A fitting resting place for a dependable VW
What do you do with your favourite family car if you want your memories of it to live on?
In the case of Kobus Theron, who faced having to part with his beloved 1981 VW Jetta, you donate it to the popular automotive museum at the Volkswagen Group South Africa headquarters in Uitenhage, the Auto Pavilion.
The immaculate 32-year-old Theron family car is the latest addition [editor: 10 September 2013] to VWSA’s AutoPavilion. For Theron, it was a case of not wanting to sell his VW Jetta in case it was not looked after. By donating it to the AutoPavilion, he and his family could still visit it every once in a while, he said.
“Our VW Jetta has been in the family for 32 years and means so much to us that we just couldn’t bear to sell it. As a family, we decided to give it back to the people who dedicate their lives to building the best product on the market,” said Theron.
The popular family car has been in production since 1979 and was originally adapted by adding a conventional trunk to the Golf hatchback. By mid-2011, almost 10 million Jettas had been produced and sold worldwide.
“The Jetta 1500 GLS Automatic was first purchased in February 1981 for a mere R7 217 by my father-in-law. I bought it from him in July 1997 as a gift for my wife, who has driven it until now,” said Theron.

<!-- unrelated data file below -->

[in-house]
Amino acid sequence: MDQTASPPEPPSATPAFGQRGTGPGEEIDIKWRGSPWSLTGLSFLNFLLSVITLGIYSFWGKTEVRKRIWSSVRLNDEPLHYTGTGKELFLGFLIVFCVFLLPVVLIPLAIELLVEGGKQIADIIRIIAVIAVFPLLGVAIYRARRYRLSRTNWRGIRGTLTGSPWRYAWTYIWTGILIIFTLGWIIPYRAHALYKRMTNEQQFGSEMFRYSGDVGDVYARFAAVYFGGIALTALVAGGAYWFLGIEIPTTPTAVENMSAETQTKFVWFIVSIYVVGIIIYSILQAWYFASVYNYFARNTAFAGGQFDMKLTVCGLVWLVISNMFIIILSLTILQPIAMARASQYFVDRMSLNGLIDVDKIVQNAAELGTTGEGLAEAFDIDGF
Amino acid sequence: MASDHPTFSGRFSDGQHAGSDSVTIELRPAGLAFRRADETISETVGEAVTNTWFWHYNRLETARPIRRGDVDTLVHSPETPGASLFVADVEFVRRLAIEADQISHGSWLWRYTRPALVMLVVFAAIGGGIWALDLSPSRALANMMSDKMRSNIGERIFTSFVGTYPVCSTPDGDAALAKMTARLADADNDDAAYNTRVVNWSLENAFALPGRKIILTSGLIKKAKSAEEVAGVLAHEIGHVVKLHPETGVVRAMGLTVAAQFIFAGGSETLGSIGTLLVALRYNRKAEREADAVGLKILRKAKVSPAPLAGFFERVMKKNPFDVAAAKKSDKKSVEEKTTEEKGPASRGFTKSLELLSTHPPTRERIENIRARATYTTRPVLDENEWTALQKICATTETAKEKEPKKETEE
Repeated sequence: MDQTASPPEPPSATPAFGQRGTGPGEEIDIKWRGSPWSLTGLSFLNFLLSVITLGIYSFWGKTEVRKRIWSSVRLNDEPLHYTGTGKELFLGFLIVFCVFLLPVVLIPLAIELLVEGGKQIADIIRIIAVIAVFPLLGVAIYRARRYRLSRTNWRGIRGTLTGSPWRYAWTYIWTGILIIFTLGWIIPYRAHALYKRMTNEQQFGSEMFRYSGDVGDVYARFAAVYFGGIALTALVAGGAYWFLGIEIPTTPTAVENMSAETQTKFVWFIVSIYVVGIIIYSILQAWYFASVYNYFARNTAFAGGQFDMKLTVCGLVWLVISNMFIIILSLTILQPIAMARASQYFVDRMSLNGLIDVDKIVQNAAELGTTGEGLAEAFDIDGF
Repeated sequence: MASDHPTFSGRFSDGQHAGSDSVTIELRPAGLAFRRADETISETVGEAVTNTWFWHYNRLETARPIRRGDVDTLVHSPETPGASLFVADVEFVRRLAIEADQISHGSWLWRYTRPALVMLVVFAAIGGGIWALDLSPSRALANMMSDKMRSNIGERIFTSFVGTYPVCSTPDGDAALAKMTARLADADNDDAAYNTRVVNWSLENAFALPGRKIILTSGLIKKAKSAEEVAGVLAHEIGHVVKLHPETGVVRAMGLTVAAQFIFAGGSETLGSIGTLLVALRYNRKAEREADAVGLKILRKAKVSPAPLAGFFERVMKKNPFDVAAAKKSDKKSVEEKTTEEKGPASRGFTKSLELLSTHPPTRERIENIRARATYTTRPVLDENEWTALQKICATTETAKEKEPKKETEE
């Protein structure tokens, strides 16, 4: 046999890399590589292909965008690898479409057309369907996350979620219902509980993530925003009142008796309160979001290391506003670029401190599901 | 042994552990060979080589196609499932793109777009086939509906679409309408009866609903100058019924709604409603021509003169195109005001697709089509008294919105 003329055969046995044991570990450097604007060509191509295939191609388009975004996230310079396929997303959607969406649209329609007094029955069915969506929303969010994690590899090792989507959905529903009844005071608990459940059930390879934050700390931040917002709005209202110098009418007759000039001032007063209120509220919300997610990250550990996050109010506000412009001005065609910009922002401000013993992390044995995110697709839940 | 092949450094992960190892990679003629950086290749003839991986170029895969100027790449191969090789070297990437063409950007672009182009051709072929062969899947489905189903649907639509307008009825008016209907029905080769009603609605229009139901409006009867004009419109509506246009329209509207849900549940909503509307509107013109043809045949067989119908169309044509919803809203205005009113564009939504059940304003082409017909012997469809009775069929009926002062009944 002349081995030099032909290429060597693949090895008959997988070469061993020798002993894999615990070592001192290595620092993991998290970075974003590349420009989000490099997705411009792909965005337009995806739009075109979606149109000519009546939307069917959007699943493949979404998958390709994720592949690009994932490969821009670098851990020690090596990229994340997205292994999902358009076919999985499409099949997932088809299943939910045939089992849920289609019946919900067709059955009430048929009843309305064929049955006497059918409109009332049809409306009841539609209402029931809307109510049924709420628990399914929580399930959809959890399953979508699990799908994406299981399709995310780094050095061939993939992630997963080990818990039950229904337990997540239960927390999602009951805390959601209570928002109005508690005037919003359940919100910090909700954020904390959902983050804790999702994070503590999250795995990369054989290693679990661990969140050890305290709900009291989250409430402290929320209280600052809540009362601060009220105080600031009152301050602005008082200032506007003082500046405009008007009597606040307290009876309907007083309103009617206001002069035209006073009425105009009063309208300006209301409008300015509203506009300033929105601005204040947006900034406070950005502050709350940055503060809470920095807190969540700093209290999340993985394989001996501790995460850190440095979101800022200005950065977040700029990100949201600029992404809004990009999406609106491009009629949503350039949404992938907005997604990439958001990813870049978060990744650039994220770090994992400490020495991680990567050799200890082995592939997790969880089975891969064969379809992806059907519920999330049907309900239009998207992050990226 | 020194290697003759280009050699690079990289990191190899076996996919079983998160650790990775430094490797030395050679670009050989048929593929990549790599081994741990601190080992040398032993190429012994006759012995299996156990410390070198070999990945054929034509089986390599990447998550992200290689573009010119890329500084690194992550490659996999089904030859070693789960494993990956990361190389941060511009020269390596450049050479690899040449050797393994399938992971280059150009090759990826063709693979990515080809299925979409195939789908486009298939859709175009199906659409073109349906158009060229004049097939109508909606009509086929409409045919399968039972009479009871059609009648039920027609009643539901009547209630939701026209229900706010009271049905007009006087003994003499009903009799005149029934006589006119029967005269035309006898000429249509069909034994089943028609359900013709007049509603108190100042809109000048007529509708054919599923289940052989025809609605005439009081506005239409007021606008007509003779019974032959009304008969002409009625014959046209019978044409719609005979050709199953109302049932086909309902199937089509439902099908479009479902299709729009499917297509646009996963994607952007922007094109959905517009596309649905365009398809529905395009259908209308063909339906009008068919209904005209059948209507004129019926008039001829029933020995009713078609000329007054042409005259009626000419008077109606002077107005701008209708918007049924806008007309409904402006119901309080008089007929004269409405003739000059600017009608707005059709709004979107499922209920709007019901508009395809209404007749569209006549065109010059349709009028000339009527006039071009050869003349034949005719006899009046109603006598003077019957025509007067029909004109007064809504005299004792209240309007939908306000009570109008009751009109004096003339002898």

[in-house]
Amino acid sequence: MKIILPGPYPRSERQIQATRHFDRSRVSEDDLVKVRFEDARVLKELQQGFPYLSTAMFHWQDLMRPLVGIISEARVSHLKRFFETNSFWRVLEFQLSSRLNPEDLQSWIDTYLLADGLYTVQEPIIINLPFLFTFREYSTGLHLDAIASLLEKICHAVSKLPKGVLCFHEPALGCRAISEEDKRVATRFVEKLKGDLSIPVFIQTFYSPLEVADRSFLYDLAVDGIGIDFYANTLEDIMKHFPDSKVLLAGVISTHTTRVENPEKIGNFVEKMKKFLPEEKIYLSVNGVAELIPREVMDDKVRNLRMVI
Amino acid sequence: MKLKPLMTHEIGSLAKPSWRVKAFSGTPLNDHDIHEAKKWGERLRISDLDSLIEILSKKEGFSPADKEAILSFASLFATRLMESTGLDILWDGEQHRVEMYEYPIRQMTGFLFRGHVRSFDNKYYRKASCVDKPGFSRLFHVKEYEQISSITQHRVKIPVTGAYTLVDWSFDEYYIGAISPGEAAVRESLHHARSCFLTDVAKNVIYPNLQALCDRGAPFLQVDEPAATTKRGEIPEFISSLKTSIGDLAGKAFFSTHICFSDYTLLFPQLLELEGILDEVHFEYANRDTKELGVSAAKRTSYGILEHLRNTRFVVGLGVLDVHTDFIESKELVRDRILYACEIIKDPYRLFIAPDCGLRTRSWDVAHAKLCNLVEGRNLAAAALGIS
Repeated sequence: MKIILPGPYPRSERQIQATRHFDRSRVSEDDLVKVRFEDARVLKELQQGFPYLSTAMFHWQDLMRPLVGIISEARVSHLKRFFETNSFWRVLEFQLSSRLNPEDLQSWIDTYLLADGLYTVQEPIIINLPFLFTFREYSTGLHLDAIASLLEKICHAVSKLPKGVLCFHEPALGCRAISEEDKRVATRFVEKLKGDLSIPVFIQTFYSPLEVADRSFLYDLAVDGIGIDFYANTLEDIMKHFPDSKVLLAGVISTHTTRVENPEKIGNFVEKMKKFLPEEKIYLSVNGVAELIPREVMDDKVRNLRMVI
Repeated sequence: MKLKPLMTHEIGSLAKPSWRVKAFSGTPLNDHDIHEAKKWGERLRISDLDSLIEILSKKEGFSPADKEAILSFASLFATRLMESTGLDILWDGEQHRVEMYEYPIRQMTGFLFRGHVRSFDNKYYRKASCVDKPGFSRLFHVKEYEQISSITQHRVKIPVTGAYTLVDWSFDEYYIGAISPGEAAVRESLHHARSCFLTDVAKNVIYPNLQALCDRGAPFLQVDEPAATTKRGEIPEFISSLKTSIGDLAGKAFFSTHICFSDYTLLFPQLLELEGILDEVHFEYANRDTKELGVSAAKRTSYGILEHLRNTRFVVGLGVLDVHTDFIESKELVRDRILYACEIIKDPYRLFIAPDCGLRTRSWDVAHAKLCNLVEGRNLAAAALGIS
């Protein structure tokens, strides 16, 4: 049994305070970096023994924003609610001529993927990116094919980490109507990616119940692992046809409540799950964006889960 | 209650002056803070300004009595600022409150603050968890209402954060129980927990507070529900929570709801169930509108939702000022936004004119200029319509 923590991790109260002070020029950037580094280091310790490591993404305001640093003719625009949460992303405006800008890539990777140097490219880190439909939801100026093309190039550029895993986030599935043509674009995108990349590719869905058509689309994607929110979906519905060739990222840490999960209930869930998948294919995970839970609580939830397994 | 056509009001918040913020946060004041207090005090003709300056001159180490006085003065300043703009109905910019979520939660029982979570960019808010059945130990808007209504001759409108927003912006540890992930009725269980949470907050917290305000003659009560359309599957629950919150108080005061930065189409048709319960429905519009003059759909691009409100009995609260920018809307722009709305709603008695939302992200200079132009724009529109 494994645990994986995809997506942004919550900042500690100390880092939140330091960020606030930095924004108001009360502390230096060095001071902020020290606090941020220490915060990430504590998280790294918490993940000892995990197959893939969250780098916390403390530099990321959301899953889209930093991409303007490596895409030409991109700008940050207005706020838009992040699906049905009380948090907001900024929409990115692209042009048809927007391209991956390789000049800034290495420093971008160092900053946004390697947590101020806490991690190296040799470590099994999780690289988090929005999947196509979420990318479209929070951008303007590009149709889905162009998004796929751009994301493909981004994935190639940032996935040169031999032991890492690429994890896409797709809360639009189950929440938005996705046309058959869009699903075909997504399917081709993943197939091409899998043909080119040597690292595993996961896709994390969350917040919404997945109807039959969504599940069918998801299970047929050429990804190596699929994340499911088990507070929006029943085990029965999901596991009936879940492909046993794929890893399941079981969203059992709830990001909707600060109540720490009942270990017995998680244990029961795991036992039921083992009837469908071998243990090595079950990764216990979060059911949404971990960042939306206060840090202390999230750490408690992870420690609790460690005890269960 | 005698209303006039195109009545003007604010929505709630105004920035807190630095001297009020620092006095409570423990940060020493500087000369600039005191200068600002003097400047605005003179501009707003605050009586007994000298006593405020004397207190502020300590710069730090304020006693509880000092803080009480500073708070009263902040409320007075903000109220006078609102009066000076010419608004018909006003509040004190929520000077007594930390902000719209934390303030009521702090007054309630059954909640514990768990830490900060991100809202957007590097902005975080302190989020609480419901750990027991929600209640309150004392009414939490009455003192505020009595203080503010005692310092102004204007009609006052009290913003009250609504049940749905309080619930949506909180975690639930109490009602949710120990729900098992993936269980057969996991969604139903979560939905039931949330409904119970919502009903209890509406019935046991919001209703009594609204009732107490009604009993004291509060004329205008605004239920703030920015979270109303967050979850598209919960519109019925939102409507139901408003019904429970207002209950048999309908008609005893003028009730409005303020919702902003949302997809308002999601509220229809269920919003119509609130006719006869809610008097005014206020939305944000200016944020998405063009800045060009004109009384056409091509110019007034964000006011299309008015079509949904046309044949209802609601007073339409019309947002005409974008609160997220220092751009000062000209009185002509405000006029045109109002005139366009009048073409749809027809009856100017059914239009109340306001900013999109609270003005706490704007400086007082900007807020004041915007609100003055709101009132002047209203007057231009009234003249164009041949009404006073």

The vehicle is in immaculate condition for its age, having driven 108 000km without incurring a single dent or scratch. The carpets and seats are still the originals, with only the windscreen having been replaced.
“My motto is simple: ‘As you treat your car, it will treat you’. The Jetta got a major service every year or every 5 000km. I personally topped up the oil and brake fluid, maintaining the absolute correct fluid levels and never mixing lubricants. Maintaining the car on a daily basis with all the love and care I could manage is the sole reason why the Jetta is still in a good condition,” said Theron.
VWSA General Manager: Communications, Matt Gennrich, said it was heartening to see VW owners so inspired by the product.
“It is wonderful to see someone like Kobus with such passion and dedication when it comes to looking after his car. It looks like it just came out the box,” said Gennrich.
The Volkswagen Auto Pavilion:
The Volkswagen Auto Pavilion – a place of people and cars – traces the company’s history in South Africa from inception in 1946 through to present day. The exhibits include restored models produced at the Uitenhage factory over the last seven decades, as well as interesting memorabilia and stories from past and present factory employees.
The Volkswagen Auto Pavilion is open weekdays between 8am to 4pm. Bookings can be made through the Volkswagen AutoPavilion on (041) 994 5941/3.
The FactoryTours take place weekdays. There are two tours on Mondays through to Thursdays, at 9am and 12pm. On Friday, there is one tour at 9am.
The FactoryTour includes the tour of the AutoPavilion, where some of the classic Volkswagen South Africa-produced cars are on display.